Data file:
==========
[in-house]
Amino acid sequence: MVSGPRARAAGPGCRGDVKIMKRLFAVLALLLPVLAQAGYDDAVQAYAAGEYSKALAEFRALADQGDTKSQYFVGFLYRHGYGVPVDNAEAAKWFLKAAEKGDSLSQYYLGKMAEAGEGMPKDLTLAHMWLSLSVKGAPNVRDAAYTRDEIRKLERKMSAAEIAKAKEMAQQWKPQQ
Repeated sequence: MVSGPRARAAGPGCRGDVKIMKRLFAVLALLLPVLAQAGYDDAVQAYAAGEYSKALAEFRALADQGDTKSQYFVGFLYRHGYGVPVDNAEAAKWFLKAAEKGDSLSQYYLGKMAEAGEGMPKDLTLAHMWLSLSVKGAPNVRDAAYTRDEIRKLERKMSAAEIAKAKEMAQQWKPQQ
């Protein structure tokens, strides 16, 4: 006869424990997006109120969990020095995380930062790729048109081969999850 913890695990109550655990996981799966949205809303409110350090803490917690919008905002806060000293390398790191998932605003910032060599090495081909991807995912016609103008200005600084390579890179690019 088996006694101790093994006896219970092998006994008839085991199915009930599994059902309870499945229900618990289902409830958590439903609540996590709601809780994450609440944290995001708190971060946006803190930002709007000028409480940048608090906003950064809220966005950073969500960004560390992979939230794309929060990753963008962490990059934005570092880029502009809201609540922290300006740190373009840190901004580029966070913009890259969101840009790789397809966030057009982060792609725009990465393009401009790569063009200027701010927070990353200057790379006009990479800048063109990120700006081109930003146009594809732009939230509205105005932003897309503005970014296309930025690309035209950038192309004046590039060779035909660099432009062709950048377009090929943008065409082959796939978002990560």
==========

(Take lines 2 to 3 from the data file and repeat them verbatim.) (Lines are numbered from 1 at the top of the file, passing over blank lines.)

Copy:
Amino acid sequence: MVSGPRARAAGPGCRGDVKIMKRLFAVLALLLPVLAQAGYDDAVQAYAAGEYSKALAEFRALADQGDTKSQYFVGFLYRHGYGVPVDNAEAAKWFLKAAEKGDSLSQYYLGKMAEAGEGMPKDLTLAHMWLSLSVKGAPNVRDAAYTRDEIRKLERKMSAAEIAKAKEMAQQWKPQQ
Repeated sequence: MVSGPRARAAGPGCRGDVKIMKRLFAVLALLLPVLAQAGYDDAVQAYAAGEYSKALAEFRALADQGDTKSQYFVGFLYRHGYGVPVDNAEAAKWFLKAAEKGDSLSQYYLGKMAEAGEGMPKDLTLAHMWLSLSVKGAPNVRDAAYTRDEIRKLERKMSAAEIAKAKEMAQQWKPQQ